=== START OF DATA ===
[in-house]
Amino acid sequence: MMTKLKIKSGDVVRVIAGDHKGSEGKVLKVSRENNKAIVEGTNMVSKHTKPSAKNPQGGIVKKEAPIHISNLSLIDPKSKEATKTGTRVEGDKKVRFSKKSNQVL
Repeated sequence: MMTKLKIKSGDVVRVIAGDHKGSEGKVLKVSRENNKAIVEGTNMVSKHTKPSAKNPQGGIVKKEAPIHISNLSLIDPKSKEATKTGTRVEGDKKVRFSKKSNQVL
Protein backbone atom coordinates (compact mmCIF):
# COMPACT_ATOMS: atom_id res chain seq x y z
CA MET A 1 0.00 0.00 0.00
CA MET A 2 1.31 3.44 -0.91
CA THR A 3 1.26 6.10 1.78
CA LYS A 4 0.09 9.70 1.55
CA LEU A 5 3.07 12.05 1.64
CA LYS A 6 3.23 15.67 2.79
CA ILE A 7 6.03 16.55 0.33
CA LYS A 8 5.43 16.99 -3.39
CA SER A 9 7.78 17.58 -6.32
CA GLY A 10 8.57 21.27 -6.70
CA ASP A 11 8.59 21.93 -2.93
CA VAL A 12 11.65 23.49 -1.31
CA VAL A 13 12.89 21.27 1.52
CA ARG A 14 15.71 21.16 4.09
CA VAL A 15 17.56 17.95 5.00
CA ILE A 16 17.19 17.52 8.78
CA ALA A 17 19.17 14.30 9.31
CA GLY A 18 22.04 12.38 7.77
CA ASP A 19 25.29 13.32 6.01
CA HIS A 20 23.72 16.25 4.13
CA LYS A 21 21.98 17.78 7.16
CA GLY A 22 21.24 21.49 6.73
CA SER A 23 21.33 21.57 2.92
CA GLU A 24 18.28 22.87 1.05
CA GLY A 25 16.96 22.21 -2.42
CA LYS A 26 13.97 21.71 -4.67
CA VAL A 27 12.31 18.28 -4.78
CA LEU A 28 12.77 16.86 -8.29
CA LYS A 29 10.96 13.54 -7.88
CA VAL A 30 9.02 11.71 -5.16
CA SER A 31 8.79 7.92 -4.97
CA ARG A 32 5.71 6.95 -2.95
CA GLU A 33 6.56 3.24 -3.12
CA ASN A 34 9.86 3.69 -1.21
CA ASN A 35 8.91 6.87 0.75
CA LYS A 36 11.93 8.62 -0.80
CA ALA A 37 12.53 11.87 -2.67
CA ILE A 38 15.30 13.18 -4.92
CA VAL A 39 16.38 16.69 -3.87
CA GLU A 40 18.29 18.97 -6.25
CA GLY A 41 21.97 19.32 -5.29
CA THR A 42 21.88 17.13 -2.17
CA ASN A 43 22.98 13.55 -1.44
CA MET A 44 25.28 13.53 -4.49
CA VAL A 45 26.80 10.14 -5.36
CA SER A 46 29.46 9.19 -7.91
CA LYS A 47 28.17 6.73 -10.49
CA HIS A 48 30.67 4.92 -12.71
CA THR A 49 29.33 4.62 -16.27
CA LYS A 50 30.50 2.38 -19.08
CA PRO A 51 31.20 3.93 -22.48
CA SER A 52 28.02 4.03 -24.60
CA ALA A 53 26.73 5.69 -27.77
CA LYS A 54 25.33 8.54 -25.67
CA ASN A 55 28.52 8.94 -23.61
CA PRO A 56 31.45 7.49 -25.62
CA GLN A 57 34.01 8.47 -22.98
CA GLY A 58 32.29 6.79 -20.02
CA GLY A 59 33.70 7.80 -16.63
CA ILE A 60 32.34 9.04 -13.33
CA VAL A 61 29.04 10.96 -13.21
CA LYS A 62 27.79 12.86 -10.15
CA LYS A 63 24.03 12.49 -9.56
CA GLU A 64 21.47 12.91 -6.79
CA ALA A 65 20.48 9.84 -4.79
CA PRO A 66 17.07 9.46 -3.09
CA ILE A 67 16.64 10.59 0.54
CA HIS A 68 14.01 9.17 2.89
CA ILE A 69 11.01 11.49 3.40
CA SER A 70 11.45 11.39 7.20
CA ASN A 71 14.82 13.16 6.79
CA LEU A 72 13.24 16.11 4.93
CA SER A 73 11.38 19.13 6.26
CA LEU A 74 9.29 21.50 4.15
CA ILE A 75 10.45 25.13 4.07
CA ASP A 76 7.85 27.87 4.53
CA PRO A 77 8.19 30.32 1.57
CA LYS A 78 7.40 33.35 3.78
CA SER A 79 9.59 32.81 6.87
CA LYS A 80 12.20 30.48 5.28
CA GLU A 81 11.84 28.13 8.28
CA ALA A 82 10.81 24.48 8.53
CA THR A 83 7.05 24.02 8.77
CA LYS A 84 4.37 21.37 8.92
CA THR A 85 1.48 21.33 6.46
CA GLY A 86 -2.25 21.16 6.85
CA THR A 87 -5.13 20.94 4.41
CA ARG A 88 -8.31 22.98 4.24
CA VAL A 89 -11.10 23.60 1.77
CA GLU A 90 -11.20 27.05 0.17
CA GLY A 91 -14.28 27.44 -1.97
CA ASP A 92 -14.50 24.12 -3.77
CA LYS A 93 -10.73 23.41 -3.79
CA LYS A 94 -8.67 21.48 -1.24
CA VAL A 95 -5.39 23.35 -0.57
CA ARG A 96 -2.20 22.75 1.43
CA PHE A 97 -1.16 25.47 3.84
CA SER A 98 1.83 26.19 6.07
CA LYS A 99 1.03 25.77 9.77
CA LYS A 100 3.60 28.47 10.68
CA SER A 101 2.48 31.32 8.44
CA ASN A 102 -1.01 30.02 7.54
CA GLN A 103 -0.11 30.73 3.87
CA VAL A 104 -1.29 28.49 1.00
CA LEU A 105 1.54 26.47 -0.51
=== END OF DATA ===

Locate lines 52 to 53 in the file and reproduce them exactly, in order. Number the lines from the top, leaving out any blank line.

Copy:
CA LYS A 47 28.17 6.73 -10.49
CA HIS A 48 30.67 4.92 -12.71